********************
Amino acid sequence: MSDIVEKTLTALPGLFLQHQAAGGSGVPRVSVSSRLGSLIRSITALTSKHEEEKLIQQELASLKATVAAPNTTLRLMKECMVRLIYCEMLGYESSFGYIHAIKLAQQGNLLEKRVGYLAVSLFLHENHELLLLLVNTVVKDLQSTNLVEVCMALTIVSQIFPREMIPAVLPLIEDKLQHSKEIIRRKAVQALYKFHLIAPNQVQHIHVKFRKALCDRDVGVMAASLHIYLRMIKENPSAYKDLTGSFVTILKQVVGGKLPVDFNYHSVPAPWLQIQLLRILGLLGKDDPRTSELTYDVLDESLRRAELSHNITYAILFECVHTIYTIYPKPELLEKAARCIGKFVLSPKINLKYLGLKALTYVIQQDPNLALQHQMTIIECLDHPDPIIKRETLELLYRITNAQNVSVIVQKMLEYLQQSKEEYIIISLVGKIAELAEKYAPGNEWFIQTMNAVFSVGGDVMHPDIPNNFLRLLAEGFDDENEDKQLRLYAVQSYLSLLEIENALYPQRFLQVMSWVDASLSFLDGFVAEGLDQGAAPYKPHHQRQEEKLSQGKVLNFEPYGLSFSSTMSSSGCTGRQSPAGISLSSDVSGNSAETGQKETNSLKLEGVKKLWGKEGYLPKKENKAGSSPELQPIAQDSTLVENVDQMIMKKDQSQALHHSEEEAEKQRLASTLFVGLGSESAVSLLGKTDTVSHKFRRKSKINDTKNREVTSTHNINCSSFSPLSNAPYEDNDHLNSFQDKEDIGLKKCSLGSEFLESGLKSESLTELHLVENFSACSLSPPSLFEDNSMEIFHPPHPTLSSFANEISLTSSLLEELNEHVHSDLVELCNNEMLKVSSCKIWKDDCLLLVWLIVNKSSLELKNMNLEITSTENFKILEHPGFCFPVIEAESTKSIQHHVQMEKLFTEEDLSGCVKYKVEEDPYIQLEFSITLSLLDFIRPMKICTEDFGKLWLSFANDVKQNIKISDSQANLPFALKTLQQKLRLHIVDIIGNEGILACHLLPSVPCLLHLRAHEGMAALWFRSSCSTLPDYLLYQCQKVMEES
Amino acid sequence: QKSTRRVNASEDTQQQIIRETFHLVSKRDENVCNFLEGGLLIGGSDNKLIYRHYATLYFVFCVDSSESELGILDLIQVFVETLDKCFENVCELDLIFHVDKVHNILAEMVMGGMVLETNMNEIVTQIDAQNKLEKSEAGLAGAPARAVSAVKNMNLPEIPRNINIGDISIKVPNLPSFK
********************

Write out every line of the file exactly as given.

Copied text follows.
Amino acid sequence: MSDIVEKTLTALPGLFLQHQAAGGSGVPRVSVSSRLGSLIRSITALTSKHEEEKLIQQELASLKATVAAPNTTLRLMKECMVRLIYCEMLGYESSFGYIHAIKLAQQGNLLEKRVGYLAVSLFLHENHELLLLLVNTVVKDLQSTNLVEVCMALTIVSQIFPREMIPAVLPLIEDKLQHSKEIIRRKAVQALYKFHLIAPNQVQHIHVKFRKALCDRDVGVMAASLHIYLRMIKENPSAYKDLTGSFVTILKQVVGGKLPVDFNYHSVPAPWLQIQLLRILGLLGKDDPRTSELTYDVLDESLRRAELSHNITYAILFECVHTIYTIYPKPELLEKAARCIGKFVLSPKINLKYLGLKALTYVIQQDPNLALQHQMTIIECLDHPDPIIKRETLELLYRITNAQNVSVIVQKMLEYLQQSKEEYIIISLVGKIAELAEKYAPGNEWFIQTMNAVFSVGGDVMHPDIPNNFLRLLAEGFDDENEDKQLRLYAVQSYLSLLEIENALYPQRFLQVMSWVDASLSFLDGFVAEGLDQGAAPYKPHHQRQEEKLSQGKVLNFEPYGLSFSSTMSSSGCTGRQSPAGISLSSDVSGNSAETGQKETNSLKLEGVKKLWGKEGYLPKKENKAGSSPELQPIAQDSTLVENVDQMIMKKDQSQALHHSEEEAEKQRLASTLFVGLGSESAVSLLGKTDTVSHKFRRKSKINDTKNREVTSTHNINCSSFSPLSNAPYEDNDHLNSFQDKEDIGLKKCSLGSEFLESGLKSESLTELHLVENFSACSLSPPSLFEDNSMEIFHPPHPTLSSFANEISLTSSLLEELNEHVHSDLVELCNNEMLKVSSCKIWKDDCLLLVWLIVNKSSLELKNMNLEITSTENFKILEHPGFCFPVIEAESTKSIQHHVQMEKLFTEEDLSGCVKYKVEEDPYIQLEFSITLSLLDFIRPMKICTEDFGKLWLSFANDVKQNIKISDSQANLPFALKTLQQKLRLHIVDIIGNEGILACHLLPSVPCLLHLRAHEGMAALWFRSSCSTLPDYLLYQCQKVMEES
Amino acid sequence: QKSTRRVNASEDTQQQIIRETFHLVSKRDENVCNFLEGGLLIGGSDNKLIYRHYATLYFVFCVDSSESELGILDLIQVFVETLDKCFENVCELDLIFHVDKVHNILAEMVMGGMVLETNMNEIVTQIDAQNKLEKSEAGLAGAPARAVSAVKNMNLPEIPRNINIGDISIKVPNLPSFK